For a better experience, click the Compatibility Mode icon above to turn off Compatibility Mode, which is only for viewing older websites.

The Office of Diversity, Equity & Inclusion Blog Transgender Day of Remembrance

Transgender Day of Remembrance (flag)

November 20, 2018

I look out the window to see the already gloomy weather turn into a messy wintry mix and wonder if our students will be able to observe Transgender Day of Remembrance (TDOR). Nationally, it is held on November 20th, but our College of Medicine students will have headed out for break by then, so they asked if they could host the event a few days early. Seemed like a great idea when they asked. After all, we didn't want to miss the opportunity not only to remember those who were killed, but also help raise awareness about the discrimination experienced by this community. Who knew the weather would be just as somber as the event the students wanted to hold?

The first Transgender Day of Remembrance (TDOR) happened in 1999. It was created in an effort to remember those whose lives were violently lost at the hands of those trying to erase the transgender and gender non-conforming population. The movement has grown immensely, and what began as an online tribute is now an internationally recognized event. On Nov. 20th, many will observe the day by raising the transgender flag, reading victims' names and reflecting with a moment of silence.

TDOR may only happen once a year, but there's a lot we can do each day to honor those who lost their lives and continue to raise awareness in our own communities. Here are a few ways we can get involved:

  • Get educated:
    Take the time to learn more about transgender and gender non-conforming topics, issues and challenges. The National Center for Transgender Equality's 2015 U.S. Transgender Survey [PDF] states that transgender and nonconforming populations (TGNC) struggle with severe economic hardship and instability. One-third of the respondents live in poverty as compared to 12% of the general US population – likely related to their reported unemployment rate being 3 times higher than that of the general U.S. population. The American Psychological Association (APA) published a number of resources to help people better understand the lifespan development, stigma, discrimination and barriers to care faced by transgender and gender nonconforming people.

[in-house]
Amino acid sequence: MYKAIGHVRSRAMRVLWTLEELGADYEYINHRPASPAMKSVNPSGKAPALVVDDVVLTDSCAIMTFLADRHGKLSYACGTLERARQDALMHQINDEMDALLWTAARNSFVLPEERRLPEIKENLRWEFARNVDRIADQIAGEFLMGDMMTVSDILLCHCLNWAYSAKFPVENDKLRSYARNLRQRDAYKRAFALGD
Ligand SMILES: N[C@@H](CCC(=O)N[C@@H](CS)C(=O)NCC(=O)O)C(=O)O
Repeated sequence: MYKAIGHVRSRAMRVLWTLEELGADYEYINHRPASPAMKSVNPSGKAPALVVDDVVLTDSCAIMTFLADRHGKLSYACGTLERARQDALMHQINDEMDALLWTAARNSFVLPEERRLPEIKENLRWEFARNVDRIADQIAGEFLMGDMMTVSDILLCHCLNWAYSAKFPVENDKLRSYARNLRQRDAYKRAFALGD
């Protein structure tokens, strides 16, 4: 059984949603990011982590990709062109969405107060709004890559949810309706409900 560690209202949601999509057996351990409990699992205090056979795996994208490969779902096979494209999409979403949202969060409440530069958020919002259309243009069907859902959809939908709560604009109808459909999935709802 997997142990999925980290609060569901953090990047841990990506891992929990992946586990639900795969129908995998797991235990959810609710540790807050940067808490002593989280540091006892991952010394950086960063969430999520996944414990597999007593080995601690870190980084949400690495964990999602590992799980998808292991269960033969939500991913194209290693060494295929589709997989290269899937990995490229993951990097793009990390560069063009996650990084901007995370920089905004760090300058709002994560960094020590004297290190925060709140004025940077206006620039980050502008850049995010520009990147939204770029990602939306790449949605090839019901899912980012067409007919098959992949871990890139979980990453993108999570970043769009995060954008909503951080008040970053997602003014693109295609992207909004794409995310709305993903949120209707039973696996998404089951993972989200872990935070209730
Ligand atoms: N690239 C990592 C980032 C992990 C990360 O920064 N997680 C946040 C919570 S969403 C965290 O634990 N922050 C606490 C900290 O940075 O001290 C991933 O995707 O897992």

• Be willing to talk:
    If someone wants to tell you about their transition or share their coming-out journey, take the time to listen. It means that they trust and respect you enough to have this deeply personal and sometimes scary – scary because they have no idea how you'll react – conversation. But a conversation implies a two-way street, so make sure you respond and engage as well. Brushing it off as "no big deal" isn't the best approach. Maybe someday this conversation won't be a big deal anymore, but we aren't living in a post-gender society yet. So be genuine and honest, and tell them how you're feeling or how you're receiving the information - even if it means telling them you're not quite sure what to say or how to react.
  • Attend an event:
    There are many organizations that are working to improve the lives of transgender and non-conforming people around the world. Find one that resonates with you and attend one of their meetings or events, or better yet volunteer for an event. You can also take the time to learn about and support local TGNC artists through sites like Trans Day of Resilience and support local TGNC business owners.

My thoughts are interrupted as our students gather in the Student Diversity Center. The weather is keeping them from raising the flag in our main quad, but it is not going to keep them from honoring this event. They drape the flag over a set of bookshelves behind them, and a few students take turns reading the names of the victims while the rest of us listen in silent remembrance. Discrimination and violence against this population continues. Just a few weeks ago, right here in our home of Philadelphia, a trans woman of color was murdered. The students read her name out loud. While some progress has been made, there is still more to do if we ever hope to reach our goal of total acceptance. As you pay homage to the trans flag that will fly on all of Drexel's campuses on November 20th, consider how you can help. Allies are critical in this struggle.

Issa DiSciullo, MS
Director of Diversity, Equity & Inclusion

 Back to Top

Upcoming Events